This beatnik horror comedy was done before the better-known, though similar LITTLE SHOP OF HORRORS, by Roger Corman, guru of the 1950s horror buffs. Walter (Dick Miller), an inept busboy, works in an espresso house where neighborhood beatniks hang out, showing and talking about their
sophomoric works of art. He longs to be one of the in-crowd and, after accidentally killing a cat he's trying to rescue, covers up the deed by molding clay around the cat's carcass. Intoxicated with success when his efforts are hailed by the beatniks as an original work of art, the formerly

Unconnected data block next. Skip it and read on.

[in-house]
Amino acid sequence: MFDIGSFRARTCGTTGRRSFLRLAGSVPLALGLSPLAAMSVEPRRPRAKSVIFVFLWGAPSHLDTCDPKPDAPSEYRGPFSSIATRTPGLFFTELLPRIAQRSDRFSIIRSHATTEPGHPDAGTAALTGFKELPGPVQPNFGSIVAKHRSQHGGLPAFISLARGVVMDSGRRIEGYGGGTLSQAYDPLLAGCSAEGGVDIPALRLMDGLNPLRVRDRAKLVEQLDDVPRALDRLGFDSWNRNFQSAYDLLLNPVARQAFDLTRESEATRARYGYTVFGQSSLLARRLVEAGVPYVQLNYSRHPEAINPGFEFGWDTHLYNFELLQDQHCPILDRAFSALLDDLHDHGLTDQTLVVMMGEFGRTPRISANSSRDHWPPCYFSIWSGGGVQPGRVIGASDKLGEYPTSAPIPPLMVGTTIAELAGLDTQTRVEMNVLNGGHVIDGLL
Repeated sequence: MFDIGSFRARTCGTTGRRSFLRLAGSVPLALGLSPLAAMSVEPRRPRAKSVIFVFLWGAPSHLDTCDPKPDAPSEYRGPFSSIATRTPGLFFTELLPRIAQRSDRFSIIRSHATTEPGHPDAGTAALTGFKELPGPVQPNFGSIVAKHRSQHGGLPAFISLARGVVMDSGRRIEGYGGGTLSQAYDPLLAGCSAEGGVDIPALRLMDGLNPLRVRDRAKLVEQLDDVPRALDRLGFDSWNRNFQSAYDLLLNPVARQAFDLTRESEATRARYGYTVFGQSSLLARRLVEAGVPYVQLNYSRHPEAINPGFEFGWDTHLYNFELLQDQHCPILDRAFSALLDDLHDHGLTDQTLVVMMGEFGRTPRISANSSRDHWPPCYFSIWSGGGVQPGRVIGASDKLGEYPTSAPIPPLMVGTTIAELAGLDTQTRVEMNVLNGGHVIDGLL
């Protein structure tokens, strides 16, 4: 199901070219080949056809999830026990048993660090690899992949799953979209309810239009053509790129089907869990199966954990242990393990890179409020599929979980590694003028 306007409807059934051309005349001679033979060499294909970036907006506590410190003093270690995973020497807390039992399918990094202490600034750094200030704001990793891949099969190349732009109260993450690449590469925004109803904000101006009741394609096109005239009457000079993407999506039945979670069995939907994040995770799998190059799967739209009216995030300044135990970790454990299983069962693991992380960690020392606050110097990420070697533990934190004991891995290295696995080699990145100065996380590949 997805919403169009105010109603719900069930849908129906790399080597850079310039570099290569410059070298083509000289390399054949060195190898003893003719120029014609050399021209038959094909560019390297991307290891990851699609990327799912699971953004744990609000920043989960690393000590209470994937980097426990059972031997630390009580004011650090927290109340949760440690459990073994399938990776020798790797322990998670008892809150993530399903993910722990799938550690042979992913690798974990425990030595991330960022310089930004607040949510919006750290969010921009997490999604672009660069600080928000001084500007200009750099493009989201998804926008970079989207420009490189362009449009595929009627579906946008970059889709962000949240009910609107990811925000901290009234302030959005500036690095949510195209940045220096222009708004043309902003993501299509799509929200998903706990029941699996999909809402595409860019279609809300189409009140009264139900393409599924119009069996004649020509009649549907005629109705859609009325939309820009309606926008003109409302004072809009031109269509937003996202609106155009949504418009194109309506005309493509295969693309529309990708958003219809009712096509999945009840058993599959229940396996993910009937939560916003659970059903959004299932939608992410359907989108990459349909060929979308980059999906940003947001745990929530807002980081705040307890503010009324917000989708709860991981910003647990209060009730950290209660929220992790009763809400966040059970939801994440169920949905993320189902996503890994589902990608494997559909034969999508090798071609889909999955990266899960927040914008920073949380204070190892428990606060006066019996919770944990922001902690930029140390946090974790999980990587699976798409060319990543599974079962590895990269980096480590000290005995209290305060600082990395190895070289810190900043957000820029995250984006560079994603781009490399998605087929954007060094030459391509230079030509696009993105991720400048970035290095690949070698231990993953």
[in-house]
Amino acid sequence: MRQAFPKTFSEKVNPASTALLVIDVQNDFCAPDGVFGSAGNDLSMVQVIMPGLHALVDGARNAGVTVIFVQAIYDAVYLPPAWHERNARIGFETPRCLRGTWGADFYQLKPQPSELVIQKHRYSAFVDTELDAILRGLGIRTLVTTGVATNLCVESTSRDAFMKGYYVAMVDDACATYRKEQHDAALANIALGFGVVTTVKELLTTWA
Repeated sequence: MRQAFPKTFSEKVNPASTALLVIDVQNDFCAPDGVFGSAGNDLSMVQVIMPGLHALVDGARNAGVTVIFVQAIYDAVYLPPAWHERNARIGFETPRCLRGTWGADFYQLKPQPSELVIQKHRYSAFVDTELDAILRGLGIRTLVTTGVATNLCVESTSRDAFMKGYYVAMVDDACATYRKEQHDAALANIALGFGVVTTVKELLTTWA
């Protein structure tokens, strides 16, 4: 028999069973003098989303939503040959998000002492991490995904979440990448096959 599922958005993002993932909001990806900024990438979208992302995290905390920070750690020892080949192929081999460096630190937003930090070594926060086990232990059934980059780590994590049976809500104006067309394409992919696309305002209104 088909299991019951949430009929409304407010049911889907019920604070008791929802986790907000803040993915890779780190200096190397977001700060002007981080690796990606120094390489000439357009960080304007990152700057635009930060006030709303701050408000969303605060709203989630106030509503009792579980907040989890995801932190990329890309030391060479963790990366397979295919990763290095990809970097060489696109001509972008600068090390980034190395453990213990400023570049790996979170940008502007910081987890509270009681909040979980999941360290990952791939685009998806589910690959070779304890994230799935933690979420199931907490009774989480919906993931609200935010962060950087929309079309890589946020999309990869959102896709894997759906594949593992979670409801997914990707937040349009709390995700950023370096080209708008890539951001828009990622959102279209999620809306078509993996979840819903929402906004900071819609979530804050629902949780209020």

scorned lackey soon embarks upon his predictable career. Miller, who manages to sustain a sense of poignancy while committing his atrocities, gives an excellent performance in this funny film with a good comical jazz score by Fred Katz.
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